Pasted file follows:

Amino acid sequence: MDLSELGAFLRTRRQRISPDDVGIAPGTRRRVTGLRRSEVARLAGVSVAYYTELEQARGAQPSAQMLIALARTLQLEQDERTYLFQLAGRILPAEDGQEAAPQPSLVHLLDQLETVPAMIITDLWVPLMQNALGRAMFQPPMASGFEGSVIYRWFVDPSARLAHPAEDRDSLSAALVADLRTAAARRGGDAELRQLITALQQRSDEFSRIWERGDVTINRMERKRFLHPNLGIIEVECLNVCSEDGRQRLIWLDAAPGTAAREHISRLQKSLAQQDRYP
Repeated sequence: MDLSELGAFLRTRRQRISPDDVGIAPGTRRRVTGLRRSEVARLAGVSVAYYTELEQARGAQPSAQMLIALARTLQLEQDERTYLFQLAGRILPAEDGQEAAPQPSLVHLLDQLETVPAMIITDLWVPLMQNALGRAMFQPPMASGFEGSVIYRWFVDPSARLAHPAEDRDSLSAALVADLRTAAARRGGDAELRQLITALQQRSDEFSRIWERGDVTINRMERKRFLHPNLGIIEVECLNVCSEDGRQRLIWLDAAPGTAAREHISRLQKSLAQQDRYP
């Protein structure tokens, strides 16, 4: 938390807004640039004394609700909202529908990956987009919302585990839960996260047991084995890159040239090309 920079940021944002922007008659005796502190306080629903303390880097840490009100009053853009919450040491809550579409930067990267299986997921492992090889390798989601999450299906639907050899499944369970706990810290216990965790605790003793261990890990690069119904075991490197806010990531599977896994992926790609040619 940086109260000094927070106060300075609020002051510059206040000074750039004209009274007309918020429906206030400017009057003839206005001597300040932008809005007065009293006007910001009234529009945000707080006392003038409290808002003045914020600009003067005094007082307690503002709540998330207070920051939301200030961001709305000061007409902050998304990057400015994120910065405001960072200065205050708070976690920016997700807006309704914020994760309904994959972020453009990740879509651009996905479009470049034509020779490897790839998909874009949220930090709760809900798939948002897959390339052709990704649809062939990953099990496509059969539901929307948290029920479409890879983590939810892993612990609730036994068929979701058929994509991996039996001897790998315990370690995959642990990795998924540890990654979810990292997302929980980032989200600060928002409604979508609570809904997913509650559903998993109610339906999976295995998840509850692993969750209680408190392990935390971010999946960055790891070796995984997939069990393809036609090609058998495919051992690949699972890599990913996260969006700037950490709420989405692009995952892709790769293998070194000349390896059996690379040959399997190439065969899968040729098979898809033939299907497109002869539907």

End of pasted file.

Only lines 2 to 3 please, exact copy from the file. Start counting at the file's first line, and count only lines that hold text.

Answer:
Repeated sequence: MDLSELGAFLRTRRQRISPDDVGIAPGTRRRVTGLRRSEVARLAGVSVAYYTELEQARGAQPSAQMLIALARTLQLEQDERTYLFQLAGRILPAEDGQEAAPQPSLVHLLDQLETVPAMIITDLWVPLMQNALGRAMFQPPMASGFEGSVIYRWFVDPSARLAHPAEDRDSLSAALVADLRTAAARRGGDAELRQLITALQQRSDEFSRIWERGDVTINRMERKRFLHPNLGIIEVECLNVCSEDGRQRLIWLDAAPGTAAREHISRLQKSLAQQDRYP
């Protein structure tokens, strides 16, 4: 938390807004640039004394609700909202529908990956987009919302585990839960996260047991084995890159040239090309 920079940021944002922007008659005796502190306080629903303390880097840490009100009053853009919450040491809550579409930067990267299986997921492992090889390798989601999450299906639907050899499944369970706990810290216990965790605790003793261990890990690069119904075991490197806010990531599977896994992926790609040619 940086109260000094927070106060300075609020002051510059206040000074750039004209009274007309918020429906206030400017009057003839206005001597300040932008809005007065009293006007910001009234529009945000707080006392003038409290808002003045914020600009003067005094007082307690503002709540998330207070920051939301200030961001709305000061007409902050998304990057400015994120910065405001960072200065205050708070976690920016997700807006309704914020994760309904994959972020453009990740879509651009996905479009470049034509020779490897790839998909874009949220930090709760809900798939948002897959390339052709990704649809062939990953099990496509059969539901929307948290029920479409890879983590939810892993612990609730036994068929979701058929994509991996039996001897790998315990370690995959642990990795998924540890990654979810990292997302929980980032989200600060928002409604979508609570809904997913509650559903998993109610339906999976295995998840509850692993969750209680408190392990935390971010999946960055790891070796995984997939069990393809036609090609058998495919051992690949699972890599990913996260969006700037950490709420989405692009995952892709790769293998070194000349390896059996690379040959399997190439065969899968040729098979898809033939299907497109002869539907």